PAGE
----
The Disability Act and the Right to Housing

Conroy v Yooralla Society of Victoria [2009] VCAT 1873 (7 September 2009) The Applicant, Mr Conroy had a physical disability and had lived in a community residential unit operated by the Respondent (Yooralla Society of Victoria) for 12 years before receiving two notices to vacate under the Disability Act 2008.  The first Notice alleged that the Applicant endangered the safety of other residents or staff; the second, that he caused serious disruption to the proper use and enjoyment of the premises by other residents.

Neither of the notices to vacate identified particular incidents which were the basis for the eviction but rather, described broadly, allegations dating back to 1997.  The most recent allegation relied upon was 12 September 2008, 9 months before the relevant notice to vacate was issued.


Detail required in notice to vacate

Lambrick SM found that the Notices were invalid because they did not sufficiently identify the facts upon which the notices were issued.

Section 76(6)(a) of the Disability Act 2008 requires that a notice to vacate ‘must specify the ground on which the notice is given’.  Lambrick SM found that this requires that the notice contain a sufficient degree of detail to enable the tenant to understand the facts alleged as a basis for termination.

In his interpretation of the section, Lambrick SM considered the similarities between s 76(6)(a) of the Disability Act and s 319(d) of the Residential Tenancies Act 1997.  Section 319(d) of the RTA states that a notice is not valid unless it ‘specifies the reason or reasons for giving the notice’.  Lambrick SM referred to the interpretation of this section by Bongiorno J in Smith v Director of Housing  [2005] VSC 46, in which His Honour said (at 71):

The requirement laid down in section 319(d) the Residential Tenancies Act 1997 is designed to require advice to be given to the tenant as to the reason the landlord demands possession with a sufficient degree of detail to enable her to understand the facts being alleged as a basis for terminating the tenancy.  It requires no technical expression, no particular verbal formula and no particular legal knowledge to answer the question ‘Why is this notice being given?’  A basic facility for communication in plain English is enough.

Lambrick SM determined that this interpretation of the degree of detail required in a notice to vacate also applied to notices issued under s 76(6)(a) of the Disability Act.

The Respondent had contended that, on the contrary, the two sections had different meanings and intents.  While the Disability Act refers to the ‘grounds’ on which the notice is given the RTA specifies that the landlord must outline the ‘reasons’ for the notice.  The Respondent argued that the two words are fundamentally different and that the drafters had used the words with different intents.

Lambrick SM rejected this argument and determined that the words could be used interchangeably.  He stated that ‘it cannot have been the intention of the legislation, the stated purpose of which is to reaffirm and strengthen the rights of people with disabilities to fail to require the disability service provider to provide the basic facts when giving a notice to vacate’.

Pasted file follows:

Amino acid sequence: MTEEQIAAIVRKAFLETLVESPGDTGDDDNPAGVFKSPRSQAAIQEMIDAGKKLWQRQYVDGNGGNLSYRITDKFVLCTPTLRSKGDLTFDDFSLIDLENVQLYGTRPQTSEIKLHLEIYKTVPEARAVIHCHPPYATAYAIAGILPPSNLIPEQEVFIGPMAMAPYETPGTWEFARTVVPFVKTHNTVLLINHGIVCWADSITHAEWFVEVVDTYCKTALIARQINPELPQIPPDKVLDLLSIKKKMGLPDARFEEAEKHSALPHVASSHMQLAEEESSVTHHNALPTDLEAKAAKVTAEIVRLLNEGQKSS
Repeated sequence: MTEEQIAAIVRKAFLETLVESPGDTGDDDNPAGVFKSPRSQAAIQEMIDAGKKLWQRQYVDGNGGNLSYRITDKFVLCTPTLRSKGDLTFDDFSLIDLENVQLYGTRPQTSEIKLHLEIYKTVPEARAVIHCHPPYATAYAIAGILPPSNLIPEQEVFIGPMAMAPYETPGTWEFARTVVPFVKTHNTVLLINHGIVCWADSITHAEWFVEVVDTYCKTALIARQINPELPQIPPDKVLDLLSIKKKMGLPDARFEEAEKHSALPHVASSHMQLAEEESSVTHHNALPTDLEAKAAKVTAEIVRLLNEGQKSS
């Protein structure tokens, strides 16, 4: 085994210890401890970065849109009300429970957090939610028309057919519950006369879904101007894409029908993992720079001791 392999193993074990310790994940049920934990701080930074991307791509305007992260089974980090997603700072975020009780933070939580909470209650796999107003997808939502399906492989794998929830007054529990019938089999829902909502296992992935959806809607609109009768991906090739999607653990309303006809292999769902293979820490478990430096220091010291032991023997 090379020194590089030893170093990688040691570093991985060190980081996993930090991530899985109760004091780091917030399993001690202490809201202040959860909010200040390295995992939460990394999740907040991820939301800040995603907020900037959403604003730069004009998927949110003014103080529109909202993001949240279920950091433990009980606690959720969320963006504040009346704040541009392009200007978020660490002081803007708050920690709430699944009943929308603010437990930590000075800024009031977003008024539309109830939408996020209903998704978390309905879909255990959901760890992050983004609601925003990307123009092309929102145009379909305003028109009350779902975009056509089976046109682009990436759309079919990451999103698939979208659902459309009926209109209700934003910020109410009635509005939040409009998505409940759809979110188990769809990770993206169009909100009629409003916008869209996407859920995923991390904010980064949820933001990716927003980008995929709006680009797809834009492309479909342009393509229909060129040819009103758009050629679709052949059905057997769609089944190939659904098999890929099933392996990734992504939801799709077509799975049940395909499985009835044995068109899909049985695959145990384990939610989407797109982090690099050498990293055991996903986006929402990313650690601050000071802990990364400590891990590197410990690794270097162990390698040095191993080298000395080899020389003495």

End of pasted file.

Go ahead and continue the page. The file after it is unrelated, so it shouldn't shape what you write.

Lambrick SM concluded that neither of the notices issued to the Applicant gave sufficient detail of the basis on which the notice was issued.

Charter of Human Rights and Statutory Interpretation

Lambrick SM also considered s 32 of the Charter of Human Rights and Responsibilities in the interpretation of s 76(6)(a) of the Disability Act.  Section 32 states that legislation must be interpreted in a manner compatible with human rights, so far as is possible to do so consistently with their purpose.

The Applicant referred Lambrick SM to s 13 of the Charter which protects the right of a person not to have their privacy; family or home arbitrarily interfered with.

Lambrick SM determined that the general application of statutory interpretation principles did not bring him to a conclusion that was contrary to the Applicant’s right to privacy or inconsistent with the purpose of the Disability Act, so there was no need to re-interpret the provision using s 32 to attain human rights compatibility.

Notices to vacate based on historic conduct

Lambrick SM also found that a disability service provider is only authorised to give a notice to vacate where the resident is continuing to endanger the safety of other residents or staff or cause serious disruption at the time the notice is given.  He found that the Respondent’s reference to historical events in the Notices was not sufficient cause for eviction.

Lambrick SM stated that he considered that the prima facie interpretation of both of the phrases ‘endangers the safety of’ and ‘is causing serious disruption to’ required the prohibited activity to be ongoing at the time of service of the notice to vacate.  He found that this was consistent with the purpose and scheme of the Disability Act which provides a mechanism for removal of the resident where there is a reasonable basis for concluding that the safety of residents or staff is endangered or that the resident is causing serious disruption – that is that the danger or serious disruption is continuing.

Lambrick SM rejected the argument that the notice was issued on the basis of a course of conduct, stating that if a disability service provider intends to rely on a course of conduct there would need to be some triggering event, contemporaneous with the notice to vacate, that would justify reliance on the earlier course of conduct.

The decision is available at

Caris Cadd is on secondment to the PILCH Homeless Persons’ Legal Clinic from Freehills